With our society’s need for “instant gratification” and limited time, it’s no wonder that precuts, kits and fabric cutting systems (manual/electronic) are such hot items.  Missouri Star Quilting Company is probably the undisputed leader in selling precut fabrics. I found it quite humorous when Ms. Cox relayed that MSQC started Block Magazine on its own rather than accept an unfavorable magazine deal from F & W (Jenny Doan – you go girl!).

Will the rise in online shopping mean the end of the LQS? I don’t think so. I do think that shop owners will need to be more proactive and extend their offerings to include some garment sewing options (Oliver + S, Children’s Corner) and needlework supplies.  An ongoing Sewing 101 class might be worth looking into to help those newbie stitchers develop their sewing confidence (and sell more items!).  Our LQS will have to get creative and add value to convince shoppers to visit their store first before they let their fingers go shopping online.

As the title of this post indicates, the only constant is change. One of my favorite LQS closed its doors a year ago.  Hancock Fabrics shuttered its stores. My local Baby Lock and Bernina dealer recently changed hands after 25 years with the same family. My local Janome dealer now has his adult children working in the store.  I buy my quilting books from and my magazines are mostly British imports.





The joy of multiples

Bet you thought I was talking about twins or triplets!

Well, in a way I am.

I mean investing in duplicates of commonly used sewing notions and outfitting each work area with essential items to help improve productivity and save your sanity.

For example, I have 3 magnetic pin cushions – one at each of my two sewing stations and one at my cutting table. I’m debating buying a 4th one to keep in my rolling sewing machine tote.  I already have a travel notions bag that contains items I simply don’t want to be without at a retreat or while teaching a class. Now that I am teaching classes 2-3 times a month, I’m slowly adding duplicate rulers so I can merely grab and go.  One thing that I can advise is to mark all of your items with your name or some identifying mark like decorative washi tape. Good quality sewing notions aren’t cheap and you don’t want to lose your favorite pair of scissors or 12-1/2″ square ruler.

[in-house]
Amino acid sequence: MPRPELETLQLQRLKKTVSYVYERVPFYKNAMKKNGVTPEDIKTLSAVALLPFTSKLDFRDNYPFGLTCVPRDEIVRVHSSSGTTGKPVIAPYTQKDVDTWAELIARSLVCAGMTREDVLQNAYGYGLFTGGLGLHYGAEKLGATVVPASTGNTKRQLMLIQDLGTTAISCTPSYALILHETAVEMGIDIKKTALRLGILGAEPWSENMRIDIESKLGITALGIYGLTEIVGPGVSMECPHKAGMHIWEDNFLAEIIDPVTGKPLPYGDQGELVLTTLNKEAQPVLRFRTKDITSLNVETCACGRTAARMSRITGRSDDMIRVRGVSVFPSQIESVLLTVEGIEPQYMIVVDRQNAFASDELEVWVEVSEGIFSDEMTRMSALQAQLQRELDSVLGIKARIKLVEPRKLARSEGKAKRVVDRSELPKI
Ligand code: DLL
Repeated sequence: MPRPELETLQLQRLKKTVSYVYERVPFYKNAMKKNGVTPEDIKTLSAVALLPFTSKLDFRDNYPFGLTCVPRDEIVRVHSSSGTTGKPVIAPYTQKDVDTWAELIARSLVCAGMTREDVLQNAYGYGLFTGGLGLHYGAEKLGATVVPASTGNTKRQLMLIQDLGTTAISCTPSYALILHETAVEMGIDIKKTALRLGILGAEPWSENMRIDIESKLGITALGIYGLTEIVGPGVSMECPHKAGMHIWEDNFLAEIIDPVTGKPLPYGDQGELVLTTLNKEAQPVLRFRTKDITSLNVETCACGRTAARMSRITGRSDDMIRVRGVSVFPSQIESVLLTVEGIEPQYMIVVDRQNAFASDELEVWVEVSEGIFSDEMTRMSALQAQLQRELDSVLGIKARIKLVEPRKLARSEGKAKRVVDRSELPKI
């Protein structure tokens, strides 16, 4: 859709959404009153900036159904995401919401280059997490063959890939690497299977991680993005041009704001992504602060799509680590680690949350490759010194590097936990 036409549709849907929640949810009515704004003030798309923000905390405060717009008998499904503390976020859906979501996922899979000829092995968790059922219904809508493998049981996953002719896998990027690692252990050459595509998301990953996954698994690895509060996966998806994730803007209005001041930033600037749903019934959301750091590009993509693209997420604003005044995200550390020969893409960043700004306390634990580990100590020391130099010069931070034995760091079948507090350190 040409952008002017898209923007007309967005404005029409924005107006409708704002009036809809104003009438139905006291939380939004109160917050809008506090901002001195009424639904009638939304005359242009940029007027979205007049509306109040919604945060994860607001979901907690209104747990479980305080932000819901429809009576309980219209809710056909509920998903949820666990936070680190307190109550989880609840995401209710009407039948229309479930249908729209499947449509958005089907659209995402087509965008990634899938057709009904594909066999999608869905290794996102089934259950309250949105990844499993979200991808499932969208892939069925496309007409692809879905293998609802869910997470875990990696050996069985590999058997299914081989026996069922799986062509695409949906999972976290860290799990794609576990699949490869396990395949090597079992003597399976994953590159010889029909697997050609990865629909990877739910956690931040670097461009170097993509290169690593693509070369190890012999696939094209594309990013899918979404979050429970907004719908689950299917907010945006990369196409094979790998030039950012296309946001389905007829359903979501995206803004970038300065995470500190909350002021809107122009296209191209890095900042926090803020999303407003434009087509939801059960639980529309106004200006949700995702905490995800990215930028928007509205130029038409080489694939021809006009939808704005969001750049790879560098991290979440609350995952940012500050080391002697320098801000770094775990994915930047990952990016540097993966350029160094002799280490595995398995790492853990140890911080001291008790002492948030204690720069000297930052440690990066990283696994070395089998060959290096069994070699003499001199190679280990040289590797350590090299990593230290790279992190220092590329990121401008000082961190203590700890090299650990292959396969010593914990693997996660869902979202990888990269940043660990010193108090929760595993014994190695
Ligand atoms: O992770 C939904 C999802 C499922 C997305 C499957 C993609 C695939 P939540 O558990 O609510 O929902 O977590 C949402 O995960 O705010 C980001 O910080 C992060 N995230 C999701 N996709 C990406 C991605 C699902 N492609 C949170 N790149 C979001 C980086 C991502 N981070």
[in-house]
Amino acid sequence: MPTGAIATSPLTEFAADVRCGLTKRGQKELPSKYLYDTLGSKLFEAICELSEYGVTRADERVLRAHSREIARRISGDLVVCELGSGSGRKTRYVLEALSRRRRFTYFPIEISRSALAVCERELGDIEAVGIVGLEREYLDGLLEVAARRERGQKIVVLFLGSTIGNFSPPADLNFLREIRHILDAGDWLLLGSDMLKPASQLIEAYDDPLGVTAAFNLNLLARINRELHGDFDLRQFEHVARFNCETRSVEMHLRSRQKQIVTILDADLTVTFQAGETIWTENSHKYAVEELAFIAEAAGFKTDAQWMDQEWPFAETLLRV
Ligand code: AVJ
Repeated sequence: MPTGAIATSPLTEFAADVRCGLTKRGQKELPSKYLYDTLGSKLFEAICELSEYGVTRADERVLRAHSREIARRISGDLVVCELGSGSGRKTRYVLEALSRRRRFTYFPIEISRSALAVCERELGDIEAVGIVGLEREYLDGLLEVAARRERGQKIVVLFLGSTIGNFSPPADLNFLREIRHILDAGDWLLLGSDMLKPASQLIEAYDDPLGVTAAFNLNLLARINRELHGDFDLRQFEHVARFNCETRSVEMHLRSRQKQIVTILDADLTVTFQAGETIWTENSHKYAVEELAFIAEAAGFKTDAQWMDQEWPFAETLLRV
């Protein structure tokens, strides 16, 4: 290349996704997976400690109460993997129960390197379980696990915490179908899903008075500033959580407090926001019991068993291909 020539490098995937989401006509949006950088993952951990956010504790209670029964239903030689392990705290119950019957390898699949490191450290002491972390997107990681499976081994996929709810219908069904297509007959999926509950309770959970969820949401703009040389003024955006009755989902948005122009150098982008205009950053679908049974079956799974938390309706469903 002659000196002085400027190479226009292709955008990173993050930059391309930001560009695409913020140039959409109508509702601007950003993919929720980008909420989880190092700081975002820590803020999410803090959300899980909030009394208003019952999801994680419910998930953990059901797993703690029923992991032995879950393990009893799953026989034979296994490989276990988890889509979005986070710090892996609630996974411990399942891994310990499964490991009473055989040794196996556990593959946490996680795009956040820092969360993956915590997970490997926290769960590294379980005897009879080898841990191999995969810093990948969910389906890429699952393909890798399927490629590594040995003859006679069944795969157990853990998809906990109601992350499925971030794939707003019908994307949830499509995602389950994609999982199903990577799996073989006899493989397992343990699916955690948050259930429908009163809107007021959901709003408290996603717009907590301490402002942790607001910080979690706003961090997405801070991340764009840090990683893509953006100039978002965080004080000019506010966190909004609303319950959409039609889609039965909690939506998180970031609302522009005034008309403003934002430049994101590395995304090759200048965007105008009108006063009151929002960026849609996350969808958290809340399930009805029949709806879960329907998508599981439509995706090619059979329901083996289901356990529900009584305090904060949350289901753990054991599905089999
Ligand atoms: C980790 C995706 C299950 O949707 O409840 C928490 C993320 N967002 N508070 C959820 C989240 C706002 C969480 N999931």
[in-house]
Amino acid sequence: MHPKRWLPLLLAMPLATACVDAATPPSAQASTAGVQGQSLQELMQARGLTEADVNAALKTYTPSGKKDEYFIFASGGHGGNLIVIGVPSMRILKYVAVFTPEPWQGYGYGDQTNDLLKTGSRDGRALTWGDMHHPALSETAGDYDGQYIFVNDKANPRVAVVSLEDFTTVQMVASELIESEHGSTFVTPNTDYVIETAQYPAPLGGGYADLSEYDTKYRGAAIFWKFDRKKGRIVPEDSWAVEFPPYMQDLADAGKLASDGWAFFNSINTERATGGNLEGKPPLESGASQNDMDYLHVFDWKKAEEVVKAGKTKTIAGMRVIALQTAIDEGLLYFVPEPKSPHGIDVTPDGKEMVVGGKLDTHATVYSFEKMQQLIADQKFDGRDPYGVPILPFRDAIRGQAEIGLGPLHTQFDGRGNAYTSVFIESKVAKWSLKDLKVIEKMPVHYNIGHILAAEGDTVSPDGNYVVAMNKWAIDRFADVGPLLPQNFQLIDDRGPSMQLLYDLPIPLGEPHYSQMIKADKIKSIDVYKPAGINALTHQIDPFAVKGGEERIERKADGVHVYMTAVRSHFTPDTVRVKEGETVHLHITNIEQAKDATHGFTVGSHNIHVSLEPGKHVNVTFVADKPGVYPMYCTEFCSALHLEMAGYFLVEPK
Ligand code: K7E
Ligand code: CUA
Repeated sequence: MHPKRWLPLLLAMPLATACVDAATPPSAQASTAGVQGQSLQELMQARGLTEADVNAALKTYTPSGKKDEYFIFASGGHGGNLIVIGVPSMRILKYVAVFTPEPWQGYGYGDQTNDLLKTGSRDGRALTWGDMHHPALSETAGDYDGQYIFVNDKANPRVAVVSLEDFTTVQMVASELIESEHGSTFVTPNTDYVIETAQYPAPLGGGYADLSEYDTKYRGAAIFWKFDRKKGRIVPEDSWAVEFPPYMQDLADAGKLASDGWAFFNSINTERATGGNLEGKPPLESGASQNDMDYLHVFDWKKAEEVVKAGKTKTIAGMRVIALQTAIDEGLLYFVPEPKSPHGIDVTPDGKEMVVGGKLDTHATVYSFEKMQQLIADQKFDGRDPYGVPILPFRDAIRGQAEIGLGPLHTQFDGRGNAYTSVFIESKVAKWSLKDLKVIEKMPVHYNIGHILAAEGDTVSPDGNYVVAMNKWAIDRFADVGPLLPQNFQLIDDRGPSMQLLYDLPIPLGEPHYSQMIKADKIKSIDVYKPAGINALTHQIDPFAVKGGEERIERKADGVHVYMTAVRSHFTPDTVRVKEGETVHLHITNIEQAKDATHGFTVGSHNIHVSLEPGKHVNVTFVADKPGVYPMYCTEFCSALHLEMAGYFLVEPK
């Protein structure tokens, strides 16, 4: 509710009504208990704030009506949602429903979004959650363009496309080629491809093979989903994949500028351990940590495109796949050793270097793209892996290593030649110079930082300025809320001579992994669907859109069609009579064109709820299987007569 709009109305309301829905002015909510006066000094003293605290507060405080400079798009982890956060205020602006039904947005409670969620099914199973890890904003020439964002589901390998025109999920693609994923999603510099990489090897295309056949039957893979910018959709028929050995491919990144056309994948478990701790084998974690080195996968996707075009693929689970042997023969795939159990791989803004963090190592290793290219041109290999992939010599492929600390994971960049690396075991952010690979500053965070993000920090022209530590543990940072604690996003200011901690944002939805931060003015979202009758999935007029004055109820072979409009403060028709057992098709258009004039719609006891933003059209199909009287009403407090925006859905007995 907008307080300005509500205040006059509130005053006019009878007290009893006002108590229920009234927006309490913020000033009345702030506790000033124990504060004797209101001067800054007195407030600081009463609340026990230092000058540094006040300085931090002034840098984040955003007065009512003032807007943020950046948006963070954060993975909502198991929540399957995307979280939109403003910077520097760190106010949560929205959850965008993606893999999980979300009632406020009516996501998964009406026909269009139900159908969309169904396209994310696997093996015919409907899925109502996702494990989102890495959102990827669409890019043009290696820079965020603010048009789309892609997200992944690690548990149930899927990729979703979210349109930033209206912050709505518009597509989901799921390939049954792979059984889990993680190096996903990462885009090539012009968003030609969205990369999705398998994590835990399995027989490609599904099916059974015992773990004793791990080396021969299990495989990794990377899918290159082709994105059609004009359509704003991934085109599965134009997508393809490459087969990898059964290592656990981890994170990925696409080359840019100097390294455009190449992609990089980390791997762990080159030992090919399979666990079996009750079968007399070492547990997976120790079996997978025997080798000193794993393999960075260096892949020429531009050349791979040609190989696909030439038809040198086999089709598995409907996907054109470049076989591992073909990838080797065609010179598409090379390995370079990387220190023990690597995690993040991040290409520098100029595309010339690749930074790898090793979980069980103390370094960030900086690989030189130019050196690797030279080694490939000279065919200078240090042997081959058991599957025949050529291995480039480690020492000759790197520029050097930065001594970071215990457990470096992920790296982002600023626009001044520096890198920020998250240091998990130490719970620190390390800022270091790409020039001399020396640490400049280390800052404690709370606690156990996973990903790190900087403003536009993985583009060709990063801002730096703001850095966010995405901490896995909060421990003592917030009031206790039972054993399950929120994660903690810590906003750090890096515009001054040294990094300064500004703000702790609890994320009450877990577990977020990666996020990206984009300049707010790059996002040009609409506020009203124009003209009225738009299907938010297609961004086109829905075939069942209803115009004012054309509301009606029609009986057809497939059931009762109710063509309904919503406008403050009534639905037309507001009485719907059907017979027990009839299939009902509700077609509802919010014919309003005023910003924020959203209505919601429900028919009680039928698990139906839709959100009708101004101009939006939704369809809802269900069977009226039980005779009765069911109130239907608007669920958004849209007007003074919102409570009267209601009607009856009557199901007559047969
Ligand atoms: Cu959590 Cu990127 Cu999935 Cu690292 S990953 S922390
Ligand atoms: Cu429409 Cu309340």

I am also going to do with with my make-up bag. A couple of weeks ago, we had to go out of town to attend a funeral.  My toiletry bag was carefully packed and hanging in the bathroom while I put on my makeup that morning before we left. It was still there when I returned 2 days later. No makeup, no toothbrush, no nothing. I was able to borrow a toothbrush and made do with my host’s shampoo and soap. The only makeup I had with me was a pressed powder and lipstick. Fortunately, I had a hairbrush and lotion already packed in my suitcase. We were also in a very rural area with the nearest shopping 45 minutes away. It’s not like I had a drugstore 1/4 mile up the road like I do at home. Sheesh!



Finding Balance

After all this time, you’d think I’d remember how hectic the first month of school can be.


The past three weeks have been a blur. I’ve done nothing but eat, sleep and breathe school. No time for gardening, housework or sewing. Thank goodness hubby was away at an ATA tournament the past 10 days. I’ve managed to keep up with the laundry, but the fridge is empty and my tomatoes need to be harvested.

So tomorrow – Saturday – is a “no-school and no-computer” day for me. I will piddle to my heart’s content around the house – run errands, iron clothes, fill the bird feeders, tend the garden and S-E-W.

I have some biz things to make and some pants to hem for me. The hemming is important because those pants represent an effort to achieve BALANCE.

You see, the kids at my school have to wear a uniform. After much thought, I decided that I needed a uniform, too.  So, a business casual look – a jewel neck rib knit 3/4 sleeve top with khaki pants – it is. My niece sells Premier Jewelry, so I’ll be accessorizing my uniforms  with some style. It might seem a little casual to some folks, but I crawl on the floor to fix computers, squat down to shelve books and sit in a rocking chair for storytime. (This outfit also works quite well when I teach sewing classes or meet with quilt clients.) I adore skirts, but they don’t work so well in my line of work. A v-neckline is definitely more flattering on me, but the jewel neck means I don’t have to worry about flashing my cleavage in front of a fifth grader or parent.

My first installment of uniform tops arrived today – courtesy of an end-of-season sale at Belk’s. Pants are from Eddie Bauer that were purchased last fall (and have been sitting in the to-be-hemmed pile ever since – my bad!).  The end goal is to streamline my morning routine so I can ease into my work day. Things definitely do not go better for me if I am rushed.







It’s quiet – ’cause school’s back in session

Yes, school in these parts starts back God-awful early.

Our summer was cut short due to an adjustment of the yearly school calendar.

The good news is we’ll be completely done before Memorial Day next year.

The bad news is it’s early August and I’m seeing way too many pictures of my friends at the beach and lake on FB and IG. They don’t start school until after Labor Day. 😦

Sewing-wise, I am working on a mosaic quilt, pillows from a bridal gown and a family wall-hanging featuring clothing/pictures from all 6 grandkids for a special couple. Some pattern editing to come, but this year’s start to the school year has been much less hectic than last year’s.  Thank goodness!





When the competition closes its doors…

Hancock Fabrics is no more.  The location near me finally closed its doors.